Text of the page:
I cut the magnets using a Scrabble tile as a guide. All that was left to do was peel 'em and stick 'em.

That was it! Like I said, foolproof.

After I was finished, I stacked a few hardcover books on top of the magnets for some added pressure and security (worse comes to worse, I'll glue them back together - I'm pretty confident that they will hold well).

Total cost:
Scrabble game = $1.00 (thrift store)
Magnetic backing = $2.99 (Hobby Lobby)
Total = $3.99

Time = depends on how many Scrabble magnets you want to make! 
I made about 50 magnets and it took less than 7 minutes (it took me longer to load the pictures and write this post than it did to do the entire project).

May 14, 2013

DIY > dressed up doormat

Disclosure: I swear I haven't always spray painted everything in sight. Honest. It's only been a recent development. Also: I can't take total credit for this project. This one comes straight from the pages of one of my favourite books, Young House Love (the authors, Sherry & John Petersik, are the masters of DIY and I read their blog daily). 


I started with a basic doormat from Ikea (SINDAL). The next time I dress up a doormat I might look for one that is larger, one that will extend past the door frame and fill the space a bit better. But this will do for now.

Next I taped off the design (I used painter's tape, but I'm pretty sure masking tape would be fine). This was my attempt at a chevron pattern...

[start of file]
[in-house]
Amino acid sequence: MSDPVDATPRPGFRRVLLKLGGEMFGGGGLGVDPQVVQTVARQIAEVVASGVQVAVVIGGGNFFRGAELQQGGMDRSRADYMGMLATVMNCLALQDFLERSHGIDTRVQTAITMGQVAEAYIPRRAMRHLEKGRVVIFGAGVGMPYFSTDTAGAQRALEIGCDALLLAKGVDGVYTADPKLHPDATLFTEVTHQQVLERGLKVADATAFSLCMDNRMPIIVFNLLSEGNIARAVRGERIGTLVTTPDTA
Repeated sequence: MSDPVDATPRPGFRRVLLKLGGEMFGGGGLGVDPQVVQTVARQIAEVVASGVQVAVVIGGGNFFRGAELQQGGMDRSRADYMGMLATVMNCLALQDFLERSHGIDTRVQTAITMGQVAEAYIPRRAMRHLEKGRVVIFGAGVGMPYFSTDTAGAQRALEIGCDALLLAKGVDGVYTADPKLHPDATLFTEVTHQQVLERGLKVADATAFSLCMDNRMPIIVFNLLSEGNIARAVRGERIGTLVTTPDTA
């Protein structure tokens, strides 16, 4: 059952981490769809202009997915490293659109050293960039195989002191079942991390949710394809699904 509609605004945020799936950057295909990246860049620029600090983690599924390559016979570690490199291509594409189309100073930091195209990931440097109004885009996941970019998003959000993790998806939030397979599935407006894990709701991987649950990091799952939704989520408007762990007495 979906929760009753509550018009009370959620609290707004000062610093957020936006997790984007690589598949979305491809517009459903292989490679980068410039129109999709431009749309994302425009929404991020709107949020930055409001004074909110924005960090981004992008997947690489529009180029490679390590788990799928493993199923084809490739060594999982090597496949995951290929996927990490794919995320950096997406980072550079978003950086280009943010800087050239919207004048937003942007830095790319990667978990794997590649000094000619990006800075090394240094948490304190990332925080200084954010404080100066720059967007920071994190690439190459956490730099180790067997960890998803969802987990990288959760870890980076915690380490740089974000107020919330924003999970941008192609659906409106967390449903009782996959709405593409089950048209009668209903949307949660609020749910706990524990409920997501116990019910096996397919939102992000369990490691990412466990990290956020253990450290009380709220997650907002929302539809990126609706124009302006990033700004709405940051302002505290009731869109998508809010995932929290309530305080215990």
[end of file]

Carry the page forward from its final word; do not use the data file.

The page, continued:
Further proof of my klutzy-excited behaviour: not realizing that I was low on this particular colour spray paint and having to factor in a last minute Home Depot run. Half an hour later, I was back on track...

Side note: I should have used more painters tape (along the parts I didn't mean to paint, as pointed out by the arrows above) to keep the lines crisper (is that a word?).

Total cost:
Doormat = $6.99 (SINDAL from Ikea)
Running out of spray paint = $9.47 (Rustoleum Oil Rubbed Bronze from Home Depot // similar here)
Painter's tape = already had at home
 Total = $16.46

May 11, 2013

mini makeover > wire basket

If I have a free Saturday morning, I am most likely treasure hunting (otherwise known as yard-saling and thrift-shopping). This has been the case over the last few weeks and lucky for me, today was no exception.  There were several yard sales and plant sales in the area today - all fundraisers for fantastic causes. I love my regular treasure hunts and I'm even happier when my money is going to a great organization in our community. It's a win-win situation all the way around.

This wire basket was found at the local Bibles for Missions thrift store - not exactly a yard sale, but definitely one of my usual Saturday pit stops. It cost me less than a buck and took less than five minutes to spruce up. #win.

Total cost:

Wire basket = $0.50
Spray paint = already had at home (but sells for about 6 bucks at Home Depot)